Defending champion Nelly Korda and her rivals will chase a record $9 million purse at this week’s KPMG Women’s PGA Championship after organisers announced a doubling of prize money for the event on Tuesday.
The third women’s major of the year tees off at Congressional Country Club in Bethesda, Maryland on Thursday with Korda attempting to repeat her 2021 Women’s PGA victory.
A successful title defence could see Korda earn a winner’s cheque of $1.35 million after the hefty boost in prize money announced by organisers on the eve of the tournament.
PGA of America President Jim Richerson said the decision to double the purse – from $4.5 million to $9 million – was a result of support from sponsors KPMG and a desire to elevate women’s golf.
“We really wanted to make sure we utilized this event to showcase the best women’s players in the game and do that with one of the biggest purses,” Richerson said.
“We’ve seen that commitment play out in this announcement today.”
The bumper purse is part of a broad trend throughout women’s golf, where prize money across the five major championships has risen steadily over the past decade.
With the Women’s PGA increase, prize money for the five majors now stands at $37.3 million, compared to $13.75 million for the same events in 2012.
News of the increased purse rippled around Congressional on Tuesday after players were informed of the move.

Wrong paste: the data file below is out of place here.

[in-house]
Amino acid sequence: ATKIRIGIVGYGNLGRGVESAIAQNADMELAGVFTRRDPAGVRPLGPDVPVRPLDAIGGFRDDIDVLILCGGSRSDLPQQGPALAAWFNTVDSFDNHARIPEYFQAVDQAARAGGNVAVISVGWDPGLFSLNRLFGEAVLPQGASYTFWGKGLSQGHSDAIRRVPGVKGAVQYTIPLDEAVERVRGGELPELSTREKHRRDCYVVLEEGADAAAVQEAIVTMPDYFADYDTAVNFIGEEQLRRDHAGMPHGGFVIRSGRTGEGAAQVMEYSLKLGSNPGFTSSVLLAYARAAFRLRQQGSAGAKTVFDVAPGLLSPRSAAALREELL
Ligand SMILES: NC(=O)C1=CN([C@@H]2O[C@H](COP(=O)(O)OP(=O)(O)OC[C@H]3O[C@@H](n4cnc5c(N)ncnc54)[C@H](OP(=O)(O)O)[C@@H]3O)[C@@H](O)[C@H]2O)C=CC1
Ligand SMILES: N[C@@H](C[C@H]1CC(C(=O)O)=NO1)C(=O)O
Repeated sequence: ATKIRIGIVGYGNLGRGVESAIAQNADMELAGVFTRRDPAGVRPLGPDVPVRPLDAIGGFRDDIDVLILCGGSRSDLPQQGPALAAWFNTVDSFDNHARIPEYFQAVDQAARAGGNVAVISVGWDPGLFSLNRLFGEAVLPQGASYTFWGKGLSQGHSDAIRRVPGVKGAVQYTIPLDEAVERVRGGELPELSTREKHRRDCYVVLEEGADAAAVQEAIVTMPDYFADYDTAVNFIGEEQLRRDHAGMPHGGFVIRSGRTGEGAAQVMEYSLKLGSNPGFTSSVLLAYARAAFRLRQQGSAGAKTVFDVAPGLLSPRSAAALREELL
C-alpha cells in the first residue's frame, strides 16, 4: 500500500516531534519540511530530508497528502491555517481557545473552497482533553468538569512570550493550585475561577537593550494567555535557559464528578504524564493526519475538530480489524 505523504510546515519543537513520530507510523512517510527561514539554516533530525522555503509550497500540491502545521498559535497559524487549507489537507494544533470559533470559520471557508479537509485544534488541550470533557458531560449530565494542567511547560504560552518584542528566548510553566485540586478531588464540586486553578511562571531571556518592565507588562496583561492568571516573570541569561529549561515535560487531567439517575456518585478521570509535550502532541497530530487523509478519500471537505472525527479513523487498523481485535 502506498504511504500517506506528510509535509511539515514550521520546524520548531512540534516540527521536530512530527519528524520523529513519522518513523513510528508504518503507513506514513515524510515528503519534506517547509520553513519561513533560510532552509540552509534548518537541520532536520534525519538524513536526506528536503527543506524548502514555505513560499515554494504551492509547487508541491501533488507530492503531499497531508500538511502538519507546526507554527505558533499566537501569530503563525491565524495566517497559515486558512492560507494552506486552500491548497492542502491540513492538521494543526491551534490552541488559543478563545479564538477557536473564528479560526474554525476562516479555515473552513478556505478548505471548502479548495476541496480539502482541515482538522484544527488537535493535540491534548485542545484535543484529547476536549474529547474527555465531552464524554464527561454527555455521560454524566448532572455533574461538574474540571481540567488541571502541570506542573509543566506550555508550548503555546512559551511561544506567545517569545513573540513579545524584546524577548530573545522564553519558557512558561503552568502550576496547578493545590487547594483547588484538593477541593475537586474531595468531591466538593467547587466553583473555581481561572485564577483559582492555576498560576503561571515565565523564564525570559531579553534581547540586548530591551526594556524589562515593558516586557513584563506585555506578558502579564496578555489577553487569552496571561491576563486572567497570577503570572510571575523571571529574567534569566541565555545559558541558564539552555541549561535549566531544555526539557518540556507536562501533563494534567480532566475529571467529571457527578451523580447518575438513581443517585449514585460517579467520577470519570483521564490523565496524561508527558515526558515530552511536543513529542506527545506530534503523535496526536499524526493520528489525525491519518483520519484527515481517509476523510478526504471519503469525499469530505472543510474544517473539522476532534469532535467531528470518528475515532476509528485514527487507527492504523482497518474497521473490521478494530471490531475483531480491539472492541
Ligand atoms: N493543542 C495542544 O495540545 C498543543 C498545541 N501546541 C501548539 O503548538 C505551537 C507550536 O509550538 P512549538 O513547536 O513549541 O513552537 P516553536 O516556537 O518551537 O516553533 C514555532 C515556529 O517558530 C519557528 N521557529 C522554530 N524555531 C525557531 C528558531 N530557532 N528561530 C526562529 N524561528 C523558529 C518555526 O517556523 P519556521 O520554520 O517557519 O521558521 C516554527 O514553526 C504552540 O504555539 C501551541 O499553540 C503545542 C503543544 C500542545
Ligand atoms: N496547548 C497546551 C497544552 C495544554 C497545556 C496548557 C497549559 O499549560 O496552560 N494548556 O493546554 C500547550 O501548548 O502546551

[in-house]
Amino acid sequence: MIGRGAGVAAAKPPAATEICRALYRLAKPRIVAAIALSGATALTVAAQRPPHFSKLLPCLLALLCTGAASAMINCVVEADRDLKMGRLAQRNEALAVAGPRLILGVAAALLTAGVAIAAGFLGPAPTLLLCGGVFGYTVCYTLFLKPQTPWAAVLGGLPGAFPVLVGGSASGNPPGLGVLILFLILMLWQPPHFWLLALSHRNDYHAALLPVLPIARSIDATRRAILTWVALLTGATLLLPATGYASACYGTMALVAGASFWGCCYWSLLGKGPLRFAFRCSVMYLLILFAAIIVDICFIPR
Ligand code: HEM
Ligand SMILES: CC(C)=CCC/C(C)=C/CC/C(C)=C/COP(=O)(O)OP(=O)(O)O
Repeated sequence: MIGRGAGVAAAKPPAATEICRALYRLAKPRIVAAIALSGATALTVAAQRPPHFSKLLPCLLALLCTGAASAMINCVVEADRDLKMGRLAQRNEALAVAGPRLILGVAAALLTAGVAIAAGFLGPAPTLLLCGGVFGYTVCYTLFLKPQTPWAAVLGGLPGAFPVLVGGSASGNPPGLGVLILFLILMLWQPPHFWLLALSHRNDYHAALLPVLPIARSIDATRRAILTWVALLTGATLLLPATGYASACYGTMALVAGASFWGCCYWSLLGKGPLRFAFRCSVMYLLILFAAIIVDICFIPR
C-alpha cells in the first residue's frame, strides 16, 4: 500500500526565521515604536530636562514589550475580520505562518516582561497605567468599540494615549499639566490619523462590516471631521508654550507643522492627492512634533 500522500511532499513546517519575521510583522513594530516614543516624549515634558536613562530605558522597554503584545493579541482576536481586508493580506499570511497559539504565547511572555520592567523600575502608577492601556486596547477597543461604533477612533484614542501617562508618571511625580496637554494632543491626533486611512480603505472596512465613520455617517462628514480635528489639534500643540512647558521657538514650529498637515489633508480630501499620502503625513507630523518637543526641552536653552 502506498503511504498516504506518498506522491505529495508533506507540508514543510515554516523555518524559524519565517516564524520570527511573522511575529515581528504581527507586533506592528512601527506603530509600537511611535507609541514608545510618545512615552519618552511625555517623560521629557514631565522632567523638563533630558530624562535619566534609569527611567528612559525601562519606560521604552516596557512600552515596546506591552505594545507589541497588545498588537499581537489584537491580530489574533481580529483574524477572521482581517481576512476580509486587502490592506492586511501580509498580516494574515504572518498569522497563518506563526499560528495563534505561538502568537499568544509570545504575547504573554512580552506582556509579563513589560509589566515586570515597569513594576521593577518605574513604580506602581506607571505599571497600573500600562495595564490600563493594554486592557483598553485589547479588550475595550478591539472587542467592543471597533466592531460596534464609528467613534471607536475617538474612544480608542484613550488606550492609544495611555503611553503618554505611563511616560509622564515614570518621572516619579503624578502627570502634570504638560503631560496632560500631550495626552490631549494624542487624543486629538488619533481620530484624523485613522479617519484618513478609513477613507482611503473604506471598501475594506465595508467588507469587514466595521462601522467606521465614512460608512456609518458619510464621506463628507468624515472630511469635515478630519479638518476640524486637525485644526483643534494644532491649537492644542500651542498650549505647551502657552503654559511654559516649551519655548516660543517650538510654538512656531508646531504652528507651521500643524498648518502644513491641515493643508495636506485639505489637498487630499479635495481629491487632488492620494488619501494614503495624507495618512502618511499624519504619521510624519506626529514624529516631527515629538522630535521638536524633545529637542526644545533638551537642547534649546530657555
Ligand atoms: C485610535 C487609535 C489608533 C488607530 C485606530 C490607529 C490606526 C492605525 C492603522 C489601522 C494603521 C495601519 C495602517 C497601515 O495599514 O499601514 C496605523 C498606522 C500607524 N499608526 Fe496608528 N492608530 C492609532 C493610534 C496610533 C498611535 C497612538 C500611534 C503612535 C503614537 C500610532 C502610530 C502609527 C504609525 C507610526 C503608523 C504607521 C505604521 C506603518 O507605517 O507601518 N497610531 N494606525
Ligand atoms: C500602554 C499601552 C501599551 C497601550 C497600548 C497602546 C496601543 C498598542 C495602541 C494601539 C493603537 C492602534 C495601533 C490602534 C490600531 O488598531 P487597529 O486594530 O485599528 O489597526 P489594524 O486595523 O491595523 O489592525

“You heard a murmur kind of going around the clubhouse,” US professional Mariah Stackhouse said.
“Hey, ‘Did you see that email, 9 mil’, and everybody is super, super excited.”
This week’s major meanwhile is another opportunity for Korda to leave her recent health scare further in the rear-view mirror.
The 23-year-old only returned recently from a four-month layoff after discovering a blood clot in her left arm.
She narrowly missed out on a victory at last weekend’s Meijer LPGA Classic, losing a three-way playoff against compatriot Jennifer Kupcho and Ireland’s Leona Maguire.
“I gave myself a chance last week,” Korda said Tuesday.
“If you told me that when I was laying in the ER, I would have definitely been very happy with that.”
Korda says she has followed an intensive training regime since returning to fitness after hardly touching a club during her long layoff.
“That was the longest time I think I’ve ever gone without hitting a golf ball,” Korda said.
“Since I started hitting, it’s just been kind of full throttle, and I have been practicing pretty much.
“I have not taken more than two or three days off since then. I’m just happy to be out here playing competitive golf.”
Korda will play in a group alongside Canada’s Brooke Henderson, a winner of the Women’s PGA in 2016 when it was held at Sahalee Country Club, east of Seattle.
Henderson has an excellent record in the Women’s PGA, posting five top-10 finishes in her seven appearances in the major.
“Just the excitement of being back and playing in this amazing championship on incredible golf courses and having the bar raised for women’s golf by this championship is really cool for me,” Henderson said on Tuesday.
“I think I’ve just fed off a lot of great memories and hopefully I can do the same this week.”